Ronald Gathe

Ronald Gathe, who a source has said will be nominated to be the new U.S. attorney of the Middle District of Louisiana ORG XMIT: BAT1608311607165520

A veteran prosecutor known for his no-nonsense style is President Joe Biden’s pick to be the next U.S. attorney in Baton Rouge, according to a source with knowledge of the nomination.

Ronald Gathe Jr., who has spent two decades working as a prosecutor for parish district attorneys, would become U.S. attorney if confirmed by the Senate.

Gathe, a graduate of Xavier University and Southern University Law Center, would be the first Black person nominated by a president for the position in the Middle District of Louisiana. The district was created in April 1972.

Gathe would succeed Brandon Fremin, who had been the Trump administration’s appointee until he resigned at the end of February with the Biden administration planning to appoint a replacement. Ellison Travis has been serving as the interim.

The U.S. attorney for the Middle District essentially acts as the federal district attorney for a nine-parish area: East Baton Rouge, Ascension, East Feliciana, Iberville, Livingston, Pointe Coupee, St. Helena, West Baton Rouge and West Feliciana. The office has 60 attorneys and support personnel.

Gathe, 46, spent 19 years as an assistant district attorney in East Baton Rouge Parish and since January has been the chief of trials for the 18th Judicial District Attorney’s Office, which encompasses the parishes of Iberville, Pointe Coupee and West Baton Rouge.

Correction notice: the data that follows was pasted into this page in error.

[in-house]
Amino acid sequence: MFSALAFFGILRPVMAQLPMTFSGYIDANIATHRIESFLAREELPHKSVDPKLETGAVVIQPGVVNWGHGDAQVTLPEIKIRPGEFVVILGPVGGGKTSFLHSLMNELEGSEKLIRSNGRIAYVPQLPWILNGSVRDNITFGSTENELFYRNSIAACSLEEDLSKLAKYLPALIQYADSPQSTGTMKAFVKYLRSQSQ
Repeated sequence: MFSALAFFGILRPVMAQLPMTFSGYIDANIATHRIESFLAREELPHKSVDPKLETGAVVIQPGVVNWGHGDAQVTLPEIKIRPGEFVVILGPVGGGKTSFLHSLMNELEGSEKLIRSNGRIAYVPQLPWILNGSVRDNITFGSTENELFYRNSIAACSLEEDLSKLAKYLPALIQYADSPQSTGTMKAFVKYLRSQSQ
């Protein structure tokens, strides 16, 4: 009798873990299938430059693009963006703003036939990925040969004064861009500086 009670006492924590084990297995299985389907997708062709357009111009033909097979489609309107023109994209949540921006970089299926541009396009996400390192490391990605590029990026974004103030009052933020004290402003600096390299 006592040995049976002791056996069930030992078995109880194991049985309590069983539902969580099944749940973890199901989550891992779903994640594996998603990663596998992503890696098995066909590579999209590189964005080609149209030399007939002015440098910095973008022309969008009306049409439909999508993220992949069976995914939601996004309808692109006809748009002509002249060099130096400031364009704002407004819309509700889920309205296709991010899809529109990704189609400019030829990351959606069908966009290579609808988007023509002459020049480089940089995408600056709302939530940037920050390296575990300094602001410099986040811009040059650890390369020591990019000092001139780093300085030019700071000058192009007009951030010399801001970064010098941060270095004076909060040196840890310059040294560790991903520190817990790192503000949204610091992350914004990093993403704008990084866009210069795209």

Gathe was prosecuting a murder trial Wednesday in West Baton Rouge Parish.

“He’s one of the best litigators I’ve ever seen,” said Gathe’s boss, Tony Clayton, the 18th Judicial District attorney, adding that “he is one of the most low-key human beings I have ever met. He’s the kind of guy Cassidy and Kennedy would love.”

That last point is important because Sens. Bill Cassidy and John Kennedy, under Senate traditions, have the right to veto the president’s nomination. Both are Republicans.

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Kennedy typically meets one-on-one with key federal appointees to Louisiana, while Cassidy generally has an outside committee vet the nominees.

Still ahead for Gathe is a formal nomination by the White House, confirmation by the Judiciary Committee and confirmation by the full Senate.

“He’s a good choice,” said Doug Moreau, who hired Gathe as a prosecutor when Moreau was the East Baton Rouge district attorney. “He’s gained a lot of experience and gained a good reputation over the years. He’s well-liked.”

Hillar Moore III, Moreau’s successor, also spoke favorably of his former prosecutor.

“Ron not only has the temperament that is needed for this very important job during this critical time, but he also has the legal knowledge and experience to lead his office,” Moore said.

Gathe, an adjunct professor at Southern University Law Center, is vice president of membership for the National Black Prosecutors Association. He was previously the group's national treasurer and a regional director, and started the association's Louisiana chapter. He graduated from Catholic High School in Baton Rouge.

Others mentioned as possible candidates for the position were state Rep. Ted James, D-Baton Rouge, state Department of Transportation and Development executive counsel Deidre Deculus Robert; and Michael Adams, a law partner at DeCuir, Clark & Adams.

Brian Jackson, now a federal judge in Baton Rouge, and Stan Lemelle are Black men who served as U.S. Attorney in the Middle District without having been appointed by a president.

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